In this study, we also report for the first time the presence of amyloid-like inclusions in a mouse model of HD. This type of inclusions had been described in the postmortem brain of HD patients (McGowan et al., 2000). However, in the R6/2 transgenic mouse model, they appear to be missing (McGowan et al., 2000). A possible explanation for the lack of amyloid-like inclusions in other transgenic mouse models could simply be that they are late events in HD neuropathology. Accordingly, the rapidly progressing R6/2 mice would not have the chance to develop them in their short life span.
Regarding the genesis of amyloid-like inclusions in old Tet/HD94 mice, it is possible that preexisting nonamyloid inclusions mature to a more ordered status. On the contrary, it could also happen that, at the age of 17 months, Tet/HD94 neurons fulfill the requirement for developing de novo a new type of aggregate with an amyloid-like structure. The first scenario seems more likely in view of the ordered core inside inclusions that are very similar to the predominant ones. This suggests that a higher degree of compaction occurs inside inclusions probably attributable to the high local concentration of N-term-htt.
Regarding the relevance of these late-appearing amyloid-like inclusions to HD pathogenesis, the fact that they remain in gene-off mice that fully recover their motor ability and in which significant additional neuronal loss is prevented, strongly suggest that they are not responsible for motor dysfunction or neuronal loss. These results therefore rule out amyloid-like mature inclusions as the main toxic species of mutant htt.
The late appearance of neuronal loss and irreversible amyloid-like inclusions in Tet/HD94 mice confirm these mice as an HD model with slow phenotype progression. In view of this property, Tet/HD94 mice are a good tool to study both early aspects of disease and also the age-related worsening. In this regard, the late onset of neuronal death after many months of striatal atrophy and motor symptoms suggests that neuronal loss could be an aging-related phenomenon. Some age-related factors that might contribute are the decline proteasome activity (Keller et al., 2000a,b) and the onset of neuroinflammatory processes. Accordingly, the age-dependent decrease in proteasome activity has been suggested to contribute to the late onset of htt toxicity (Zhou et al., 2003). Interestingly, we previously showed changes in the subunit composition of the proteasome of 14-month-old Tet/HD94 mice (Diaz-Hernandez et al., 2003) that seem to be secondary to inflammatory processes (Diaz-Hernandez et al., 2004a).
Finally, during the review process of this article, the generation of a conditional mouse model of tauopathy was reported (SantaCruz et al., 2005). For this, the same experimental design that we used to generate our conditional mouse model of HD was used but to express mutant tau instead. This Alzheimer's disease-related experiment is therefore equivalent to that reported here in the Huntington's disease conditional model (at ages in which neuronal loss and amyloid-like inclusion are detectable). Briefly, SantaCruz et al. find that suppression of mutant-tau expression in the mutant-tau conditional mouse leads to behavioral recovery and stabilization of neuron numbers, whereas amyloid-like tau deposits remain. Therefore, both studies reach almost identical conclusions in two different neurodegenerative diseases.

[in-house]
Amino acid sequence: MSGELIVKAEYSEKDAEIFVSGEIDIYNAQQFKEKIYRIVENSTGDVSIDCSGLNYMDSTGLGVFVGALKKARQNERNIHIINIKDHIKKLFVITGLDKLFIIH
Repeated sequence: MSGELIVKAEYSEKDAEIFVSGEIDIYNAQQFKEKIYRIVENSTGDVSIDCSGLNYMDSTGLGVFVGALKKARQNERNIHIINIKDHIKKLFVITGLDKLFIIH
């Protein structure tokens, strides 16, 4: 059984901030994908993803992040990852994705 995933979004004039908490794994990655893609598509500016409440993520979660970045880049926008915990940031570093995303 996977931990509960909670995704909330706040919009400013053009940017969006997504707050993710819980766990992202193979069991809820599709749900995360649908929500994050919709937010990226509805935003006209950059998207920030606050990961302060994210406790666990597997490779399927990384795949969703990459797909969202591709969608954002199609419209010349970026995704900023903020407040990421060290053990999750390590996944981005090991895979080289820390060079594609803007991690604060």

In summary, the data presented here rule out the newly described and late-appearing amyloid-like inclusions as the main pathogenic species in HD and strongly suggest that halting mutant-htt expression can be of therapeutic value not only in early stages of pathology (when only neuronal dysfunction is responsible for the disease) but also in more advanced stages when striatal neuron loss has taken place.
This work was supported by grants from Comunidad Autónoma de Madrid, Fundación “La Caixa,” Spanish Ministerio de Educación y Ciencia, and by institutional grants from Fundación Ramón Areces and from Fondo de Investigaciones Sanitarias. M.D.-H. was the recipient of a postdoctoral fellowship from Comunidad Autónoma de Madrid and is currently there cipientofa “JuandelaCierva” grant from Spanish Ministerio de Cienciay Tecnología. We thank Drs. Félix Hernández, Jesús Avila, and Josep M. Canals for helpful discussion and comments, and Dr. Erich E. Wanker for kindly providing CAG53b antibody. We are also grateful to Javier Palacín, Carlos Sánchez, Virginia García de Yébenes, Raquel Cuadros, and Elena Langa for technical assistance.
Correspondence should be addressed to José J. Lucas, Centro de Biología Molecular “Severo Ochoa,” Consejo Superior de Investigaciones Científicas/Universidad Autónoma de Madrid, Facultad Ciencias, Universidad Autónoma de Madrid, Cantoblanco, 28049 Madrid, Spain. E-mail:.
M. Díaz-Hernández's present address: Departamento de Bioquímica y Biología Molecular IV, Facultad de Veterinaria, Universidad Complutense de Madrid, 28040 Madrid, Spain.